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Saturday, 14 March 2015

Food comes with a language of its own

I walked into the pizzeria around the corner from my house and I knew I wanted to try something different from the regular Margherita. The place was neat, crisp and even pleasing to the senses with its turquoise and white interiors. Everything about the bright, sunny day told me that I would enjoy the wonderful meal. 

Then, came the moment of truth. 

The menu was in Italian and I needed serious help from Google Translate. Not wanting to make the tedious effort, I turned to the server to ask for suggestions. Almost as soon as I uttered my request, I realized my mistake. The server was not bilingual and my food habits were unusual for this side of the world.

 I am a vegetarian
 I am allergic to eggplants 
 I don’t like zucchini 

Minutes into the conversation, which included some parts of the sign language, I resorted to the regular Margherita. 

When I see someone who appears to hail from some part of the Indian sub-continent, I realize that I may have said my prayers well.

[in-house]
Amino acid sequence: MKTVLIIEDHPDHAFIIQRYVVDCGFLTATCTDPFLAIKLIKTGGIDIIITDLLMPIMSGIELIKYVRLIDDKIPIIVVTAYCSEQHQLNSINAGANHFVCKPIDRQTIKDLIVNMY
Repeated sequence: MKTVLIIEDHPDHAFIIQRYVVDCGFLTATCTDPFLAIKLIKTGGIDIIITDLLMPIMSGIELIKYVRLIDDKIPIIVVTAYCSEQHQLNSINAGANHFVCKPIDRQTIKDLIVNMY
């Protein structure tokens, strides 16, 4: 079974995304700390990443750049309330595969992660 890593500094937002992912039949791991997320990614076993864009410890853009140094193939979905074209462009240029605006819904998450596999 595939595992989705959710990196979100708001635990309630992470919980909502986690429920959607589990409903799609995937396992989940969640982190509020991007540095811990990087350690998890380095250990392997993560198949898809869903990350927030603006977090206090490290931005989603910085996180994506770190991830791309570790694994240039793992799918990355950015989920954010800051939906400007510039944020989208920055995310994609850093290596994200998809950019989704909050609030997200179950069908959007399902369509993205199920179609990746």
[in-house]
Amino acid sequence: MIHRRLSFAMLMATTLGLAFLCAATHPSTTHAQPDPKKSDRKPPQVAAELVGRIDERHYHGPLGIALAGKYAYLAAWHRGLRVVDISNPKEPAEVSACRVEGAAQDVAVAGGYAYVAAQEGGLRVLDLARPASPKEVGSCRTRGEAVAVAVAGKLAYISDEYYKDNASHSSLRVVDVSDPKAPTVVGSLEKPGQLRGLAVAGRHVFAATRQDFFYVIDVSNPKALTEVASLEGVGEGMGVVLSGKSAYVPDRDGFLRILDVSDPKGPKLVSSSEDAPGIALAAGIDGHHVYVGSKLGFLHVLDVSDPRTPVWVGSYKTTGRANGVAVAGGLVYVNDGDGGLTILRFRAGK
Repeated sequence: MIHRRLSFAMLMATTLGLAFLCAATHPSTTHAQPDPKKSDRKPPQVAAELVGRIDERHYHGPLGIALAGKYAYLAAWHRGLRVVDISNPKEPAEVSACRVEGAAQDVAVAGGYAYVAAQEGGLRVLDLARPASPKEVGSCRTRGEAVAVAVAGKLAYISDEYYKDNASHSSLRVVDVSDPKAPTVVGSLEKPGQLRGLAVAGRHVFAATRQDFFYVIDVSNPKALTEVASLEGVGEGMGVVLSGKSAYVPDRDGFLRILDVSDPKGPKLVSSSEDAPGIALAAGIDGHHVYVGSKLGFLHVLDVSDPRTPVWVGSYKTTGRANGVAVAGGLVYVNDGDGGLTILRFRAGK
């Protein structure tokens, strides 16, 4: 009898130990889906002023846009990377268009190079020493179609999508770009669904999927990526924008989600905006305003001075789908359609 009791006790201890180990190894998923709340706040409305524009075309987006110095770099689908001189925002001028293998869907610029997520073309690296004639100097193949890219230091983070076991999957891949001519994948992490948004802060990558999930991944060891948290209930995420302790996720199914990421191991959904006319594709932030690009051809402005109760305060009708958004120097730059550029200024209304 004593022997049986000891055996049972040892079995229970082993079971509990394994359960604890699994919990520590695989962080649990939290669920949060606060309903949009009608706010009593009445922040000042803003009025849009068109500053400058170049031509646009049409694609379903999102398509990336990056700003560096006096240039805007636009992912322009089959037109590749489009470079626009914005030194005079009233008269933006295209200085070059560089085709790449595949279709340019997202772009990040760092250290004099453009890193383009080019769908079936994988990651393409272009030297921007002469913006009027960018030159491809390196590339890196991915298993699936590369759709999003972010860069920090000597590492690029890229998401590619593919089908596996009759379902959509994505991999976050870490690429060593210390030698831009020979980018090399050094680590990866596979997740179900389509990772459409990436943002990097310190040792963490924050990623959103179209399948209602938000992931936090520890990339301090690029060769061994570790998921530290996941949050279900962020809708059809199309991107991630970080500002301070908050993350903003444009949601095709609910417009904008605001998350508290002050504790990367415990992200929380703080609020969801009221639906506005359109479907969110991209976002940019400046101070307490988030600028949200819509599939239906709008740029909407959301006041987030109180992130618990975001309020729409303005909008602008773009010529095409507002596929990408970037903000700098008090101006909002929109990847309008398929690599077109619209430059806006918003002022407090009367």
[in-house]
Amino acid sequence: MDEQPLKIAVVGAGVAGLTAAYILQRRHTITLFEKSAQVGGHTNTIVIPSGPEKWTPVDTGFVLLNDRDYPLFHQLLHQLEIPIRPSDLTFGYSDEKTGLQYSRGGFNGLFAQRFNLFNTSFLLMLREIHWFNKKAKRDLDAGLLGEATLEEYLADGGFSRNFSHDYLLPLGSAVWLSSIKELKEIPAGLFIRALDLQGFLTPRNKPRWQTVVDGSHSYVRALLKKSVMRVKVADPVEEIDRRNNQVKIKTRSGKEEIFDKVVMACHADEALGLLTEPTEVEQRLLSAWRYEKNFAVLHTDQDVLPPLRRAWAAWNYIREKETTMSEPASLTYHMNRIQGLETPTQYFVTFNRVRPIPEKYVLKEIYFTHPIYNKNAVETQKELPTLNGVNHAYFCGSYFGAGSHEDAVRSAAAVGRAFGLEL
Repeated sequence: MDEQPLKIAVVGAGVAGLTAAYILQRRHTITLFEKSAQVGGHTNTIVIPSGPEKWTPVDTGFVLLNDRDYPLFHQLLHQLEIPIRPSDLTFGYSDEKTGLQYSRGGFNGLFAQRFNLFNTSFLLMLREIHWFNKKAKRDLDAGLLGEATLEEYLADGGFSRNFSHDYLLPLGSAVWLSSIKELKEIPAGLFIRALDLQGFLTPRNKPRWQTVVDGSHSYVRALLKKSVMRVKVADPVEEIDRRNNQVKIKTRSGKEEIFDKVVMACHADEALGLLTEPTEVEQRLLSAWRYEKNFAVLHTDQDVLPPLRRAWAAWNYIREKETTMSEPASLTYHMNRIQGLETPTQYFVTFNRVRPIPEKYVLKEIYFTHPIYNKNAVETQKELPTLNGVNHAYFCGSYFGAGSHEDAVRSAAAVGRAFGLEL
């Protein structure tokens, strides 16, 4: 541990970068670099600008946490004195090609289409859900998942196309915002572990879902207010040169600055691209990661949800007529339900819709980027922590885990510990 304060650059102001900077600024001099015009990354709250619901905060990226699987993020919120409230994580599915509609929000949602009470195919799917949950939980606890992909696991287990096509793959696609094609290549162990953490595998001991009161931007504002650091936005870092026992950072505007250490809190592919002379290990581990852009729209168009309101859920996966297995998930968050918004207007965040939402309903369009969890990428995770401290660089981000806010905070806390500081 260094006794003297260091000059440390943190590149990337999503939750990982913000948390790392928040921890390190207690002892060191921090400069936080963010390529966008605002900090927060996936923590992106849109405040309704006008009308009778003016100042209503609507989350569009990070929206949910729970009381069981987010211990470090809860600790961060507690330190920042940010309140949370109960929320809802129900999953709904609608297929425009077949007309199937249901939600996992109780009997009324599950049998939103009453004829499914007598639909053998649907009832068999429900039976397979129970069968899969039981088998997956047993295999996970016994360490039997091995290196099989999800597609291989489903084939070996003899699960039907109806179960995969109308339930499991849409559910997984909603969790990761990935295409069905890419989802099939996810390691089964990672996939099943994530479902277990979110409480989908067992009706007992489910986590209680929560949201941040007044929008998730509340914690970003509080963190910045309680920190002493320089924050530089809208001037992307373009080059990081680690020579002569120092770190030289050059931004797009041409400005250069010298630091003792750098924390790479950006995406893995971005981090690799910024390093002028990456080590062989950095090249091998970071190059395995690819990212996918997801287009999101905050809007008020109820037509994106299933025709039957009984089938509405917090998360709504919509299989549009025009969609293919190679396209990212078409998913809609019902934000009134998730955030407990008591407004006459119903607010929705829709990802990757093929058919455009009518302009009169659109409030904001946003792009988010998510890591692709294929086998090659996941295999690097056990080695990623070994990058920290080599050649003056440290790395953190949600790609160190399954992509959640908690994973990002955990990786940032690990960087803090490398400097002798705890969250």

There was a time when I met a Bangladeshi server at a restaurant, and managed to strike up a conversation in Bengali to order a finger-licking vegetarian lasagna. I can never forget the look on his face, after conversing with me in his mother tongue. He served me well, and brought me chili oil realizing that my taste palates are accustomed to the strong flavor and I went back there every week just so that I could enjoy the meal and the conversation. 

Another Bangladeshi once came to my rescue at a take away joint.  I visited the place because their menu included a veggie burger. Excited that this would be easy, I went there to grab a quick lunch. The description of their tortilla wraps called out to me and my love for Mexican food was doing summersaults in the pit of my stomach. The tortillas had pieces of chicken but I was happy to buy it with the other fillings at the same price. This place was an open kitchen and the chef, a Bangladeshi. I presented my request to him in Bengali. He was very happy to hear his language in this foreign city and even happier to accede to my request! He saved me the trouble of decoding my innocent request for the Italian cashier. 

Some times the half Italian-quarter English-quarter sign language conversations flow into tones like 
“Oh vegetariano! No chicken, fish okay?” 
“No we cannot make the pizza without the salmon toppings” 
“Yes, we have vegetarian soup” - “Are you sure?” -“Yes, its all vegetables in chicken broth” 
“Yes, we can provide split bills” - Brings separate bills for each item! 

If what is served, does not meet my expectations there is no way I can complain because the server conveyed the specifications of the dish. Just, not in so many words!